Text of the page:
And you know what Kankri did? He proudly displayed his blood color anyway.

What else did he do? Well, he strived to be the exact opposite of what his society expected him to be: instead of being a cute, docile plaything, with no opinion of his own, Kankri is more than opinionated, he attempts to be as disagreeable and unlikable as possible so that no one could ever think of him as someone that they want to overprotect and pamper. More than that, he is condescending to those who actually do accept help from others, in the same manner that Karkat is mean to anyone who shows weakness.

Kankri takes it even farther by completely rejecting any and all emotions, choosing to be logical instead and not let his personal feelings interfere with his “lessons”. Because emotions are something that, in his opinion, only someone immature and childish would be ruled by.

Except that there are irregularities. Despite wanting to be seen as sympathetic as those with disabilities, he insults Mituna and expresses the opinion that he believes he’s worthless. Why? Because Mituna is Latula’s matesprit, and Kankri is jealous. Or how Kankri idolizes Latula’s strength to deal with her “disability” because he has a crush on her, though he admits to no such feelings.

Where else do we see this? In Equius, and his emphasis on the hemospectrum. Equius doesn’t actually believe in it. He questions it when speaking to Gamzee, and forgets to enforce it when Karkat is the leader. Vriska has to remind him that he shouldn’t be “taking orders from a filthy lowblood” like him. These irregularities means that Equius doesn’t actually believe in the hemospectrum at all, he just wanted to, because the hemospectrum was easy, it meant he knew who he had to listen to and who he didn’t, who was supposed to act which way, and how he was supposed to interact with each person. It makes things easy, and Equius likes things easy. In short, he lived in a delusion, and that’s why Nepeta can stand him, because Nepeta can see into people’s hearts (like how she knew all along that Karkat was a nice guy) and she knew that Equius didn’t actually believe in the hemospectrum.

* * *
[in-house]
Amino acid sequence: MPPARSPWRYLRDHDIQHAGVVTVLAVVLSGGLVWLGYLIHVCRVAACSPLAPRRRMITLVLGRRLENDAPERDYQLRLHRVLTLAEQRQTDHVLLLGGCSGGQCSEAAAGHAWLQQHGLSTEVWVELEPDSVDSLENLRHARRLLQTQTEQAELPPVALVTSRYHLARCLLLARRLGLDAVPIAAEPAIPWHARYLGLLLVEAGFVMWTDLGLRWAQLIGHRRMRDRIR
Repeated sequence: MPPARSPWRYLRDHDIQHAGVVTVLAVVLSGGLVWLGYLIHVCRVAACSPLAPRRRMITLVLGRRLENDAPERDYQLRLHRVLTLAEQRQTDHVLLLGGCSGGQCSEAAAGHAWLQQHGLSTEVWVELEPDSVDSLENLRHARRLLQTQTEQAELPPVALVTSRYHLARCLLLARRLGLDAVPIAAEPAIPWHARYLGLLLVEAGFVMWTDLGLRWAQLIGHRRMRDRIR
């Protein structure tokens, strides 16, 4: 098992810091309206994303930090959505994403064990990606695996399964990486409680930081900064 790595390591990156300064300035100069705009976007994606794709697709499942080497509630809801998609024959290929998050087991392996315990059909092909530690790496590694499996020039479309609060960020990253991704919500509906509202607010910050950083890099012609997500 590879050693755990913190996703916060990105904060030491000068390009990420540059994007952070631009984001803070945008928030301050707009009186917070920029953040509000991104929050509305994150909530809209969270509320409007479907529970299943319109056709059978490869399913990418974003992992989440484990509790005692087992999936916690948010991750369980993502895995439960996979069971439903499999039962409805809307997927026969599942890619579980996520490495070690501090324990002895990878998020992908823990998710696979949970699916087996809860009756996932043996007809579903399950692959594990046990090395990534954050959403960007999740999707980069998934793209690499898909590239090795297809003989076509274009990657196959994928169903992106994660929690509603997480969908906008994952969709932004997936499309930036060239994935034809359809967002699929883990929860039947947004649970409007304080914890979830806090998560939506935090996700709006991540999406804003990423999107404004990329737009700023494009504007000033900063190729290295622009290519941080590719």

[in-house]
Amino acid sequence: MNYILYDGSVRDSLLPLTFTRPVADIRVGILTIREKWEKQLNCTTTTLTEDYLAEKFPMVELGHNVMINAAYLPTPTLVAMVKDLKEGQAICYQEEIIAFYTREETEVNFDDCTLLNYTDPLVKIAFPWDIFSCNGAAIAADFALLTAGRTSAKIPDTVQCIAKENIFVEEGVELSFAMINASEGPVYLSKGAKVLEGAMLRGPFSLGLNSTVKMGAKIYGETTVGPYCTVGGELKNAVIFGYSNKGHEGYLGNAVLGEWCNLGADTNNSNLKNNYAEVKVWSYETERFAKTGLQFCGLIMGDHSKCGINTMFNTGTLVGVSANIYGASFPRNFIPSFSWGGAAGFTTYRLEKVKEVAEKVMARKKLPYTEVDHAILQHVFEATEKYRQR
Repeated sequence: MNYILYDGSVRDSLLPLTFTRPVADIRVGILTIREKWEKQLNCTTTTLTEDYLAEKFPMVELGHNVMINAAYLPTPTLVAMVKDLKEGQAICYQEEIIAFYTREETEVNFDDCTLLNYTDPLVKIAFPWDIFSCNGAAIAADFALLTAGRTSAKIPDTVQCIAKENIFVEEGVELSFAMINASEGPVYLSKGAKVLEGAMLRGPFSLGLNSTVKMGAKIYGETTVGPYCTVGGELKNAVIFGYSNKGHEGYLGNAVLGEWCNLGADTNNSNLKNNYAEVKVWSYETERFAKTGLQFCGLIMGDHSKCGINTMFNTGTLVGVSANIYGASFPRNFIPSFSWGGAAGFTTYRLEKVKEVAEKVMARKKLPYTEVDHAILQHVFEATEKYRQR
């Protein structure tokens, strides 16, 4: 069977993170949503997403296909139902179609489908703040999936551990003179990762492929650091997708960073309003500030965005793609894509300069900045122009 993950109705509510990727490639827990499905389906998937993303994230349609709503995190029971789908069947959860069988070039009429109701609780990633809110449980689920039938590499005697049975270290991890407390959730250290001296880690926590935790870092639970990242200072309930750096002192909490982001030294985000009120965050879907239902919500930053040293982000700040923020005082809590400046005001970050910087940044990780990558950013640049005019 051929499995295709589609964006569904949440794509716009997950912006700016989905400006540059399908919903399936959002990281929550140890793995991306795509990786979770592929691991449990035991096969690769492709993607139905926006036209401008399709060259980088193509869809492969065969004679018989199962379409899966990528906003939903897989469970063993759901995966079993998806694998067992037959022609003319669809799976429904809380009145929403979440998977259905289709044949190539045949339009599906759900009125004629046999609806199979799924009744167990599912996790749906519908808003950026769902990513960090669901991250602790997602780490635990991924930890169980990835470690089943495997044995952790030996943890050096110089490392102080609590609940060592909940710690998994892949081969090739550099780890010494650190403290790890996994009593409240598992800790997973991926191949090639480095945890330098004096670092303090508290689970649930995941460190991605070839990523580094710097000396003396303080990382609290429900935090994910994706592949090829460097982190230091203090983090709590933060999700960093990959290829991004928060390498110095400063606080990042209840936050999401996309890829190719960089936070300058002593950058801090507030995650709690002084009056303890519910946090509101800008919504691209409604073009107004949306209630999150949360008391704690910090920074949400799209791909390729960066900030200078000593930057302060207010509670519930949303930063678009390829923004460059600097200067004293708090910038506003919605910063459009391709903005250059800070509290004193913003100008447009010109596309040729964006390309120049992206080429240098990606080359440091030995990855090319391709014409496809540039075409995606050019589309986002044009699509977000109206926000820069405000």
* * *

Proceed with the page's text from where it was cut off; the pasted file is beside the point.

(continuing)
Both Karkat and Kankri have created their own delusions, and they ABSOLUTELY BELIEVE IN THEM. They have to. If Karkat realized back on Alternia that he was actually weak, he might as well just resigned right there, because he would have had to face the fact that he never would have survived to adulthood. And if Kankri realized that he was actually rather immature and hurting others rather than helping them, he would know that he is every bit the child that the others see him as. And maybe, just maybe, he would believe that he actually needed to be culled.

This is actually paralleled in Porrim’s story. As any woman probably knows, growing up in a sexist world means that young girls often end up rejecting anything seen as “feminine” even if they actually enjoy it, just because they want to reject the stereotype that society places on them. Porrim is this phenomenon personified: even though she likes being the motherly type that she is expected to be, she does not like the fact that her society wants to force her into motherhood. The difference between Porrim and Kankri is that Porrim has found a nice even ground, when she can be feminine and enjoy feminine things, and still be herself, and not defined by her gender.